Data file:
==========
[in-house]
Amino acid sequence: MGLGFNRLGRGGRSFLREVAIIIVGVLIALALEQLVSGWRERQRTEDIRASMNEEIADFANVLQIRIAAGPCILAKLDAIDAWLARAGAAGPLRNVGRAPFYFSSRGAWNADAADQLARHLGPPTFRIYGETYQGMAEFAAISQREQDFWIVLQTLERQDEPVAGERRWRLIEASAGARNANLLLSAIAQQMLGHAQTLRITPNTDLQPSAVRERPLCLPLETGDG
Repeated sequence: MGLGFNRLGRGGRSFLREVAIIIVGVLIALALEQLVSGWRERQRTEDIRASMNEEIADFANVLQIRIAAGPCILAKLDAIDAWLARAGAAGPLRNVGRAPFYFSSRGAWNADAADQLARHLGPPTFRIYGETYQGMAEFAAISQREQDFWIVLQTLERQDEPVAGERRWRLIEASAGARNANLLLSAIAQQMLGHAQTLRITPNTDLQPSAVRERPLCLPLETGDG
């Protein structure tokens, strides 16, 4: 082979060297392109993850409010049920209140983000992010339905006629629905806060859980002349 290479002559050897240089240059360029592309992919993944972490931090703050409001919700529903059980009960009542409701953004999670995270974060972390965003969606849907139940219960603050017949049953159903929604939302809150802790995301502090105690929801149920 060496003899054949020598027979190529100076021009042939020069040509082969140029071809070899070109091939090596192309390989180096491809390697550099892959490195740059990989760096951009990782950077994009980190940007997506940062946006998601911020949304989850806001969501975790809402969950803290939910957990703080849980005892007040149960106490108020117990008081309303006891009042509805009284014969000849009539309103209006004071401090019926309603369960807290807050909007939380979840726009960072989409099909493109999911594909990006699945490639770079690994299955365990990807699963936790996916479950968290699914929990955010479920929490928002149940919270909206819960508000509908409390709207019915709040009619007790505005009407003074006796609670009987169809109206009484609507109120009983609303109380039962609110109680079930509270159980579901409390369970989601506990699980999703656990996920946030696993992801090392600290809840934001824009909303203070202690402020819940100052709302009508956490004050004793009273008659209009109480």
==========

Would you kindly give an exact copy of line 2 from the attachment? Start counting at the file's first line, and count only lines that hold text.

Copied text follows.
Amino acid sequence: MGLGFNRLGRGGRSFLREVAIIIVGVLIALALEQLVSGWRERQRTEDIRASMNEEIADFANVLQIRIAAGPCILAKLDAIDAWLARAGAAGPLRNVGRAPFYFSSRGAWNADAADQLARHLGPPTFRIYGETYQGMAEFAAISQREQDFWIVLQTLERQDEPVAGERRWRLIEASAGARNANLLLSAIAQQMLGHAQTLRITPNTDLQPSAVRERPLCLPLETGDG